Books about dogs

Books about dogs

I read Cesar Millan’s Be the Pack Leader with great interest. My dog and I have a special bond and always want to learn more about dog psychology. This book helped me understand more about Smash’s need to have a strong leader. It also helped me understand Smash’s desire to be first on the trail when we are hiking and how he needs to have a purpose in life to feel fulfilled.

Before I read Cesar’s book, I never realized the inbred need to have a purpose that dogs have. I know I must have a definite purpose in order to feel good about my self, but I never thought about Smash needing one. I thought he was content just to lie around and eat between walks to the creek.

I began helping Smash to find his definite purpose. I noticed that he is very loving and affectionate with me, my friends and family. He strikes and aggressive pose toward strangers however. I realized that he has a natural tendency toward being a guard dog. I now tell him every night as I go to bed that he is to be on guard dog duty. He seems to really like having a job. I can also tell him as I leave the house to be a good guard dog and he instantly wags his tails and prances around proudly. If I neglect to tell him to be on guard dog duties, he will whine and try to go jump in the truck with me.

I have also found that if he barks at night, he will only get louder if I try to ignore him. If I go outside and compliment him on his good guard dog barking, He will prance around proudly before settling down with very little more barking.

I think Smash is a pretty well-adjusted dog. He seems happy living he rural life where he is free to run and explore. But he really does seem to like having a job. I would not have thought of that if I had not read Cesar’s book.

Recently I read Jack London’s Call of the Wild. I was sure I had read it before but if I had I am sure I would have remembered that the story is written from the dog’s point of view. The story is told by Buck the St Barnard German Shepard mix that is stolen from his comfy home and is sold to be a sled dog in Alaska. Buck’s travels, trial and tribulations are the story up until the point where he heeds the call of the wild and joins and eventually becomes the leader of a wolf pack.

In reading Call of the Wild, I began to wonder if Cesar got some of his ideas about dog behavior from this classic novel. In the story, Buck and the other sled dogs have a strong sense of duty. In some cases the dogs preferred to die in the sled traces rather than running free because they had such a strong sense of duty to their jobs.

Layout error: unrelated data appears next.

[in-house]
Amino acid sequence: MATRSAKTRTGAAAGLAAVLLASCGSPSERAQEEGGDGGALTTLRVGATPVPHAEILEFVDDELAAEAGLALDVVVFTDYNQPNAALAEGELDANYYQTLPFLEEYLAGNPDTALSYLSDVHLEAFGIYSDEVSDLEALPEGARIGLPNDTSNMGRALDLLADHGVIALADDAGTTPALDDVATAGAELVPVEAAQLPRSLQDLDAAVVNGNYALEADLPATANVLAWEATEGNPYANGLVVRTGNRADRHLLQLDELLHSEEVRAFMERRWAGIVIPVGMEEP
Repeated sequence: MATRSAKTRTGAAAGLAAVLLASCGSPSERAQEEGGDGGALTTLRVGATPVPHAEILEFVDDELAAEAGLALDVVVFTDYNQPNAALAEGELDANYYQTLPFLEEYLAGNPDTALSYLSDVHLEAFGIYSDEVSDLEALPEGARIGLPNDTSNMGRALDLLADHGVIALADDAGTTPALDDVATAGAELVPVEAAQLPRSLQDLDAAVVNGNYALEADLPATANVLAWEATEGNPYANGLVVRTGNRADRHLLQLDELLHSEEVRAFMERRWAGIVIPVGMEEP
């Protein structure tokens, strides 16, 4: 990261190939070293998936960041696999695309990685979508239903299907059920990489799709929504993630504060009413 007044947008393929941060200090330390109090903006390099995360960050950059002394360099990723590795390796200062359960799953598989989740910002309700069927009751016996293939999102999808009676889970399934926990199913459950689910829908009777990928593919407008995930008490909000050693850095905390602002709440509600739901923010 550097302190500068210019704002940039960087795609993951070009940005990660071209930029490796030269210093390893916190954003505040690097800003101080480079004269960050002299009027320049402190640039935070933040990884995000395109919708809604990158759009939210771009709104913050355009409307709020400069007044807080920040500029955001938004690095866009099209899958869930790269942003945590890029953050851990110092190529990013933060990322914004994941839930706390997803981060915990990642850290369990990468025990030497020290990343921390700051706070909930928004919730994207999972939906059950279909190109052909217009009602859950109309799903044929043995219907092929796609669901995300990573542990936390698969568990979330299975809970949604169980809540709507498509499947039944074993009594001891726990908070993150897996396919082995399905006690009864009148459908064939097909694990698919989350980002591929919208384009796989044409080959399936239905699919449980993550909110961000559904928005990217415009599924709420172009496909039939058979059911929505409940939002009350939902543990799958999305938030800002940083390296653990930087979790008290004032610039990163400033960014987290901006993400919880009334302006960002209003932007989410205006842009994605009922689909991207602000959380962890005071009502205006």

The pecking order of dogs is explained from the dog’s point of view as well. Each dog had its place it the sled traces or in the wolf pack. If a dog stepped out of line or exceeded his boundaries, he was punished by the other dogs. If he needs helped, he as aided by the other dogs; but only if he had earned the help.

Bucks struggles to earn his leadership position are clearly document in the book. Buck earns the lead dog spot in a violent struggle and refuses to accept any other position once he earned it in the way of the dogs.

Another book by London – White Fang – documents more clearly the life of the wolf or the wild dog. While it never says so explicitly, the reader is lead to assume that the wolf in the story if a direct descendant of Buck. The struggles of her cub to learn the hard facts of life are the subject of the book. However, again London gives details of the way that the order if kept in the wolf pack and how each member has to earn his own place in the pack.

Reading these books has helped me learn more about Smash and how to relate to him. It has also helped me learn more about myself and how I can better elate to others around me. Cesar used the term “calmly assertive” when describing how to relate to a dog. I think this is a good way to approach many situations in life.

The metaphysicians teach us to form an image of our desired outcome in our minds before taking action. Being calmly assertive requires this image. By knowing what outcome you want and being assertive enough to make it happen cause many more positive outcomes than simply waiting for something good to happen. This way of thinking allows a person to take control of many situations that otherwise appear to be out of control.

In White Fang, London talks about how the wolf cub lives in the moment. He eats when there is meat and he goes hungry and goes hunting when there is no food. He does not stop to complain or worry, he just goes hunting.

I think we can learn a lot from dogs. The two most import lessons I see from these books is to live in the moment and have a definite purpose in life.

My Dog Smash

My dog Smash is funny dog.  Sometimes he wants to have lots of petting and attention and other times he is aloof and independent. 

For the past few nights he has wanted to come in the house for a while and get petted.  Then he will go back  outside to sleep.  It has been very cold, but he still prefers to sleep outside.

He does expect me to walk with him to the creek each morning.  It does not matter if it is cold or raining or whatever, when I walk out the door, he runs toward the creek.  If I don’t follow, he turns around and pouts.

Lately, since it has been so cold, I have begin cranking my Jeep first and letting it warm up while we walk to the creek.  This confuses Smash.

When I go to the Jeep, he gets that sad look and then when I turn around to go to the creek, he hesitates a moment as if questioning whether I am serious or not.

For more stories about Smash see his Dog Behavior Blog.